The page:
TNT April Newsletter: In Shaddai's Shadow, Part 4. Escape From Nicaragua


Taking off from Puerto Cabezas

We were awake before the sun on a glorious Monday morning, March 23, alone at last. We had the day to pack and get the house ready before our scheduled flight to Managua on the morrow, with a full day to chill before exiting Nicaragua on the midnight flight with Spirit Airlines. Confirmed. Or so we thought.

At 6:20 I received an updated notification saying flight 434 was still on for the 26th. At eight o’clock, however, Ana Benjamín came over. “Did you hear?” She said. “All the flights out of Nicaragua have been cancelled. It was on Channel Ten. They’re closing the border.”

“We don’t have a TV,” Nutie said.

I logged onto the Spirit website. The Thursday flight was indeed cancelled. So was the Wednesday flight. The one scheduled to leave Managua this very night would be the last one out. We needed to get to Managua ASAP.

Nutie says goodbye to Cristina (R) and Rosa (L)

Nutie was already packed. Ana helped her put the house in order. I promptly changed our La Costeña tickets so we could fly out of Puerto Cabezas that afternoon, threw some stuff into our shared bag (we paid Spirit for one forty-pound bag only), then biked around town paying bills and running to the tailor’s to retrieve a blouse that Jessi had given Nutie in Costa Rica. Danilo and Carlos agreed to drop everything and drive us to Port. We left Waspam at eleven. They did the three and a half hour dive in two and a half hours, Nutie laying her head on my lap because the high-speed turns on the rough gravel road made her nauseous.

The green hills of Nicaragua

We made Managua at five, but there was nobody at the ticket counter till 9:30 pm. The agent put us on standby and said we had a good chance of making the flight. “Come back at 12:40,” he said. That would be 3:40 am in Tampa, where my son Brian was waiting for a confirmation so he could pick us up in Fort Lauderdale.

An empty airport in Fort Lauderdale

The international airport at Fort Lauderdale is called Hollywood. It was empty, as Broward County COVID cases were beginning to spike. We were standing outside the exit door with our bags, watching from a safe distance the smattering of people getting picked up. Where was Brian? He wasn’t answering our texts. I finally got him on the phone. He sounded sleepy. “Okay, Okay, great! I’m only a few hours away. Where are you?” He had stayed up till three. We rented a car.

The Okeechobee Road was empty. Hendry, Glades, and Okeechobee Counties were still at zero cases. Highlands, one case. We stopped at Nick and Phyli’s to get our car keys. Scarlet wanted to jump into Nutie’s arms. “No, you can’t.” Scarlett recoiled, hurt. We said our goodbyes and headed out in a two-car caravan, but stopped at Publix to buy a sandwich. We hadn’t eaten since yesterday. Big mistake.

The route to Vero Beach was a two hour drive over two-lane blacktop. We were 2/3 of the way there and the full Ultimate Sub and bag of chips in my stomach were telling me it was time for siesta.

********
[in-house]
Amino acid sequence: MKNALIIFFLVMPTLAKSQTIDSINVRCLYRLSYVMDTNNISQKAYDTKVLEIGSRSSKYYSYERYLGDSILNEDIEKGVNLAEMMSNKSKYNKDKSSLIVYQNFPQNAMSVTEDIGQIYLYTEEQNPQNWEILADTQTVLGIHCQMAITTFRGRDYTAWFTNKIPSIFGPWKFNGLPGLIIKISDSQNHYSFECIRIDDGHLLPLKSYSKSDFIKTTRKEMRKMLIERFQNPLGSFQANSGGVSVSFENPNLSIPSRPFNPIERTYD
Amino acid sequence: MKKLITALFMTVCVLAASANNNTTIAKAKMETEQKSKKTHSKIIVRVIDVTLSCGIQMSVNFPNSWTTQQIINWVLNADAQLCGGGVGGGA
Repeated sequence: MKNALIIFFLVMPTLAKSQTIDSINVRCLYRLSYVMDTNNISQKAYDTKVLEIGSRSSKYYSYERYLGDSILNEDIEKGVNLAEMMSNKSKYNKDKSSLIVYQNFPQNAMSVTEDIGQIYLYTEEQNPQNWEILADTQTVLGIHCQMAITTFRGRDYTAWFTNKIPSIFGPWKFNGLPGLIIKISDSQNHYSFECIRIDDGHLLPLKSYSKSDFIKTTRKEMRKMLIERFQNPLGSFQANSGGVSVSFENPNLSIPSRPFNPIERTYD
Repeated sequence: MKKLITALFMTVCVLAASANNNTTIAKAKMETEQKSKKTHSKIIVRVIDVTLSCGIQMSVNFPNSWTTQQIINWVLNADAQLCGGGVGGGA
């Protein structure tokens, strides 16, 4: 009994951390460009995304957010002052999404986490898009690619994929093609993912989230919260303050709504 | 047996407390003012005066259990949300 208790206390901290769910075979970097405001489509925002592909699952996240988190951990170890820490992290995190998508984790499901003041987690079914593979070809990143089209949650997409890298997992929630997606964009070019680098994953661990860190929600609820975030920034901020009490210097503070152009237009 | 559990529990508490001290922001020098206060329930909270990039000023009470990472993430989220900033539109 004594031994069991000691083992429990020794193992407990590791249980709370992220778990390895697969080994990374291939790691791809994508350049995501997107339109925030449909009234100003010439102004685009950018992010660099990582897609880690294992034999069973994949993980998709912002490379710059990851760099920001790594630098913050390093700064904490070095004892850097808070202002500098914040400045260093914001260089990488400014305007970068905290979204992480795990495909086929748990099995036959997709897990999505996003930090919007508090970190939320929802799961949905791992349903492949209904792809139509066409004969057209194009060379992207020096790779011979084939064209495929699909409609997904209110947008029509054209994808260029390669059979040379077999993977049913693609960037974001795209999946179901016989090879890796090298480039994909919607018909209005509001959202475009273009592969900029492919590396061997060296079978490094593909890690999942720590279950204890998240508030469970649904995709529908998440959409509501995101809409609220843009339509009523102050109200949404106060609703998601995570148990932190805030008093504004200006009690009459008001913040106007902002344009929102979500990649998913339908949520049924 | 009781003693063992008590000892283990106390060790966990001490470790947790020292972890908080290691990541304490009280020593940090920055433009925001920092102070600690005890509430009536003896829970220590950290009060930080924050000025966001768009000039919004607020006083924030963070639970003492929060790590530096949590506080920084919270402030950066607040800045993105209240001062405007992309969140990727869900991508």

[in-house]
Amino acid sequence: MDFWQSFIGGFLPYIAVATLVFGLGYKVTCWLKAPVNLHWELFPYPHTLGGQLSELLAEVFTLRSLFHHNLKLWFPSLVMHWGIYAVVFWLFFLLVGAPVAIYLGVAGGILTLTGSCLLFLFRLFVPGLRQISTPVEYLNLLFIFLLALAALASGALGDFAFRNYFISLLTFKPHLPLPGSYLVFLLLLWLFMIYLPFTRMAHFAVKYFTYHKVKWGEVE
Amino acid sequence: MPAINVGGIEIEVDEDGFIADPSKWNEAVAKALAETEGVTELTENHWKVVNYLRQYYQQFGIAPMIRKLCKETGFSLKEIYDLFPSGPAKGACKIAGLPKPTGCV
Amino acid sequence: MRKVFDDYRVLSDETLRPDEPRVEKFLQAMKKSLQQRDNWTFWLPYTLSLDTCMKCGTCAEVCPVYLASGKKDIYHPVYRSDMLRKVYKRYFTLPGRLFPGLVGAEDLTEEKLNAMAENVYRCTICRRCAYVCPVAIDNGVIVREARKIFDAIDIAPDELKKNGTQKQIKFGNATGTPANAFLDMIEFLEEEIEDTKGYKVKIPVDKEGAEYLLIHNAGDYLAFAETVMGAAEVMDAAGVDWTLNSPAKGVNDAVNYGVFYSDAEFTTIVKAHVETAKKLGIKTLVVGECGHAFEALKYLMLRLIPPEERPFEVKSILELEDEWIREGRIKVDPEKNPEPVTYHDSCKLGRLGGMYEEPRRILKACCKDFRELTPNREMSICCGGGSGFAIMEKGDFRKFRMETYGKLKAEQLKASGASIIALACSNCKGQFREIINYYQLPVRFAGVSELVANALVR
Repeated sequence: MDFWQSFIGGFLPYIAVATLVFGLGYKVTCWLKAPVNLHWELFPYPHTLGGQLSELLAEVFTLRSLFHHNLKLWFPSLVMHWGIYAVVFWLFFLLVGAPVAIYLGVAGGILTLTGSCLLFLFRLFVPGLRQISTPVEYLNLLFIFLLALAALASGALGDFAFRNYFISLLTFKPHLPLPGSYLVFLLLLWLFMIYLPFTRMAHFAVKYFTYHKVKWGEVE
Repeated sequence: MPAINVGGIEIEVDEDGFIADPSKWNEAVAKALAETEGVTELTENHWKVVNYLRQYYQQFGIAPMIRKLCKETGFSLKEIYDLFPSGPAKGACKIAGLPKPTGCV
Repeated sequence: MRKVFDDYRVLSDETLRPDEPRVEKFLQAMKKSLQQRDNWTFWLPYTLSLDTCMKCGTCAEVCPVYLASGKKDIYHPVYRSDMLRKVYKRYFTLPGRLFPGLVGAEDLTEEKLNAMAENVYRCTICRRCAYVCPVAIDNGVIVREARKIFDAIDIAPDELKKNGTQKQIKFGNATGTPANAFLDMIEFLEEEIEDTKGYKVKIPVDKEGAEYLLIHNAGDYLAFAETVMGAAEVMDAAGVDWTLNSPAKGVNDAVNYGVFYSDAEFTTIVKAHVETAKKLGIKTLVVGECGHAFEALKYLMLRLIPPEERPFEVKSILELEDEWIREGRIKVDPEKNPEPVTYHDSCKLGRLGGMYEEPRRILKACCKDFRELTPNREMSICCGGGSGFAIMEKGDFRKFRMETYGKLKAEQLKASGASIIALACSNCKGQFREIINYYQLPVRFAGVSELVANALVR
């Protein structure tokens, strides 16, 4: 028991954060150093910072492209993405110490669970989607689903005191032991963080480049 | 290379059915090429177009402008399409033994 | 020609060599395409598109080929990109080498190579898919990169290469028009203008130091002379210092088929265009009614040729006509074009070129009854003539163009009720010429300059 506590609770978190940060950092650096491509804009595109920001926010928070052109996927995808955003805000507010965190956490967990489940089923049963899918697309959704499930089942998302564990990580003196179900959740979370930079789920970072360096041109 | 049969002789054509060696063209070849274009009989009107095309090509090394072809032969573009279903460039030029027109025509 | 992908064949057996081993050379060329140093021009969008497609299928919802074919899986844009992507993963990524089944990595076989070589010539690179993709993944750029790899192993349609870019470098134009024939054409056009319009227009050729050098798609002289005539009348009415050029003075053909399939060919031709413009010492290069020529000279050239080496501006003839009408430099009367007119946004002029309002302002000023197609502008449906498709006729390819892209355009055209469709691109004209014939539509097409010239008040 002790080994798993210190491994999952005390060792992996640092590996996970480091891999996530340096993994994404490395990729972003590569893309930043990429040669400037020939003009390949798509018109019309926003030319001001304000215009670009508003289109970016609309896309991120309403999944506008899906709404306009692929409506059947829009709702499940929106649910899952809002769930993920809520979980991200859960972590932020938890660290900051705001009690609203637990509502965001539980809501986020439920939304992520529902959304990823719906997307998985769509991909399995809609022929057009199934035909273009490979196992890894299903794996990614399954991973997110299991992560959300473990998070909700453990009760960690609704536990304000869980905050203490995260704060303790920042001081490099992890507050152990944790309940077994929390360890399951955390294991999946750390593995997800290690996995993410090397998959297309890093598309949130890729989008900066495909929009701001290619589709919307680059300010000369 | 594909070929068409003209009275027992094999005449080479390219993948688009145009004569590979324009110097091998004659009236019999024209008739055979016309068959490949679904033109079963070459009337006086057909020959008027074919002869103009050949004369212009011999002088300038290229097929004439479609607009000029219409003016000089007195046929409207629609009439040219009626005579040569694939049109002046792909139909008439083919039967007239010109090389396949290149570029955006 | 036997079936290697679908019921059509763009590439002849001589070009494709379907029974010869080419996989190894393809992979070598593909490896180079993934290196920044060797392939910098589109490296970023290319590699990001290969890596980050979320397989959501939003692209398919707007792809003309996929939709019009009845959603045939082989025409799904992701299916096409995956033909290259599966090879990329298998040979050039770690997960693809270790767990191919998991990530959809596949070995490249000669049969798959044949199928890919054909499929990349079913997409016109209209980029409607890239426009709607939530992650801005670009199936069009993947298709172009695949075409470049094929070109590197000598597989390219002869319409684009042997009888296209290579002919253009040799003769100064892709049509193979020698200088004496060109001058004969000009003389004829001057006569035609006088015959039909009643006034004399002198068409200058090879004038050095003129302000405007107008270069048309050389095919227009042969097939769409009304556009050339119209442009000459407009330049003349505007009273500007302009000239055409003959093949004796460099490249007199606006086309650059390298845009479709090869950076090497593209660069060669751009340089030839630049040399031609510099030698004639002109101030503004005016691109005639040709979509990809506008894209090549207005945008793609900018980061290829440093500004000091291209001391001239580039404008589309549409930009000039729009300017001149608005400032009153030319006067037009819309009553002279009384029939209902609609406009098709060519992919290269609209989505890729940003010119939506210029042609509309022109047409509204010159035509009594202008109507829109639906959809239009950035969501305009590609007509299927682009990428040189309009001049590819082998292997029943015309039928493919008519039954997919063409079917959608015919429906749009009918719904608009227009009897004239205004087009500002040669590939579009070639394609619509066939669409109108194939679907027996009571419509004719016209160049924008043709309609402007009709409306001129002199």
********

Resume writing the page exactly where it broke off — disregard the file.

Nutie saw everything in her rearview mirror. Going 60 mph, I fell asleep at the wheel and drifted into the oncoming lane, then into the ditch. The roughness of the terrain woke me suddenly and I saw the bush straight ahead. Somehow, I managed to get back onto the road and into the correct lane before the truck slowing down in front of me. I pulled over and stopped.

Nutie pulled over behind me, jumped out of her car and into mine, breathing heavily. I was fully awake now, but strangely calm. “It seemed way too easy to right the car,” I said. “I was a goner. It was as though something helped me, the TRAC system or an angel or I don’t know what. I’m just thankful to be alive!”

Nutie said, “It was the angel of the Lord. God saved your life, Tom”

I really wanted her to compliment me on my reflexes and driving skill. I had acted quickly and not overcompensated. But Im learning not to initiate intellectual discussions on the probabilities of causation when Nutie is emotionally shaken.

“It probably was,” I said. I am a missionary. I believe in the unseen world. It was as plausible an explanation as any. We closed our eyes and napped in the shadow of the Almighty.


 Our apartment in Vero Beach

We are here in Vero Beach, Florida, for the time being, renting a small apartment above the Rio Coco Café and practicing a modified self-quarantine. Our plans are on hold. Nutie has made the place look sweet. We are fine, and pray that you are too. Nutie has been very busy communicating directly with everyone by phone, video conference, email, and social media. Forgive her for not writing anything here. She loves you all so much. Me too. We hope to be able to visit Waipuna, return to Nicaragua, and resume normal mission activities as soon as God allows. He’s in charge.

We go walking every afternoon in the country or at the beach



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